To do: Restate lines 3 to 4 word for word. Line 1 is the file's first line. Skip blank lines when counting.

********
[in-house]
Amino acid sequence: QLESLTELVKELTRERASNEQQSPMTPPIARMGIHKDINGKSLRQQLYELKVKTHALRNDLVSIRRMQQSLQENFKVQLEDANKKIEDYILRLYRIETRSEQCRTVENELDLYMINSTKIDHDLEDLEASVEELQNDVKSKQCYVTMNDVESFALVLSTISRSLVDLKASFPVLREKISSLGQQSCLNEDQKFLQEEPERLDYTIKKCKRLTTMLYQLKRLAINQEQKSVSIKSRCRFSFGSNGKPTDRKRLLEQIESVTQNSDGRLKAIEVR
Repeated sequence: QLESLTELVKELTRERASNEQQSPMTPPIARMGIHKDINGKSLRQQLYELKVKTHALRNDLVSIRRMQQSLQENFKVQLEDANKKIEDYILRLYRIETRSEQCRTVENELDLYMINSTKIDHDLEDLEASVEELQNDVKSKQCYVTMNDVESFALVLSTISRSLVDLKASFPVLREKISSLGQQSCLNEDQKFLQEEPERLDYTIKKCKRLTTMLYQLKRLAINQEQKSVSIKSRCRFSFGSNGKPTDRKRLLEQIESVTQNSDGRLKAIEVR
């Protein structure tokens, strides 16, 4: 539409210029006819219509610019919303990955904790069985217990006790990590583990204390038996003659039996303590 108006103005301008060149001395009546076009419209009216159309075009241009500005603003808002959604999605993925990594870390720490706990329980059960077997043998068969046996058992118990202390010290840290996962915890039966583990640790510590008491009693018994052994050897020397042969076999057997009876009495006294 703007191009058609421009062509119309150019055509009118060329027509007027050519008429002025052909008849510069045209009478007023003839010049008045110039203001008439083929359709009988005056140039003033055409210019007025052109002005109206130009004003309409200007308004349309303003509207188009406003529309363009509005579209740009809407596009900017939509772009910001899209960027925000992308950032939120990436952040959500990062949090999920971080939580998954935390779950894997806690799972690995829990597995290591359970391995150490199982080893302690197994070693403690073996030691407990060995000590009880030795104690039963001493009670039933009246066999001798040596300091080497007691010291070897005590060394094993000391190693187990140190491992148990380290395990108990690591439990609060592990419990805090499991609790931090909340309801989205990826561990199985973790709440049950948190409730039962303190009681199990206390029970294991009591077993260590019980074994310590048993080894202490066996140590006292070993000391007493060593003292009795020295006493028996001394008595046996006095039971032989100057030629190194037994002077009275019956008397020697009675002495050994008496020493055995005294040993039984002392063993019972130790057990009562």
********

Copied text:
Repeated sequence: QLESLTELVKELTRERASNEQQSPMTPPIARMGIHKDINGKSLRQQLYELKVKTHALRNDLVSIRRMQQSLQENFKVQLEDANKKIEDYILRLYRIETRSEQCRTVENELDLYMINSTKIDHDLEDLEASVEELQNDVKSKQCYVTMNDVESFALVLSTISRSLVDLKASFPVLREKISSLGQQSCLNEDQKFLQEEPERLDYTIKKCKRLTTMLYQLKRLAINQEQKSVSIKSRCRFSFGSNGKPTDRKRLLEQIESVTQNSDGRLKAIEVR
């Protein structure tokens, strides 16, 4: 539409210029006819219509610019919303990955904790069985217990006790990590583990204390038996003659039996303590 108006103005301008060149001395009546076009419209009216159309075009241009500005603003808002959604999605993925990594870390720490706990329980059960077997043998068969046996058992118990202390010290840290996962915890039966583990640790510590008491009693018994052994050897020397042969076999057997009876009495006294 703007191009058609421009062509119309150019055509009118060329027509007027050519008429002025052909008849510069045209009478007023003839010049008045110039203001008439083929359709009988005056140039003033055409210019007025052109002005109206130009004003309409200007308004349309303003509207188009406003529309363009509005579209740009809407596009900017939509772009910001899209960027925000992308950032939120990436952040959500990062949090999920971080939580998954935390779950894997806690799972690995829990597995290591359970391995150490199982080893302690197994070693403690073996030691407990060995000590009880030795104690039963001493009670039933009246066999001798040596300091080497007691010291070897005590060394094993000391190693187990140190491992148990380290395990108990690591439990609060592990419990805090499991609790931090909340309801989205990826561990199985973790709440049950948190409730039962303190009681199990206390029970294991009591077993260590019980074994310590048993080894202490066996140590006292070993000391007493060593003292009795020295006493028996001394008595046996006095039971032989100057030629190194037994002077009275019956008397020697009675002495050994008496020493055995005294040993039984002392063993019972130790057990009562």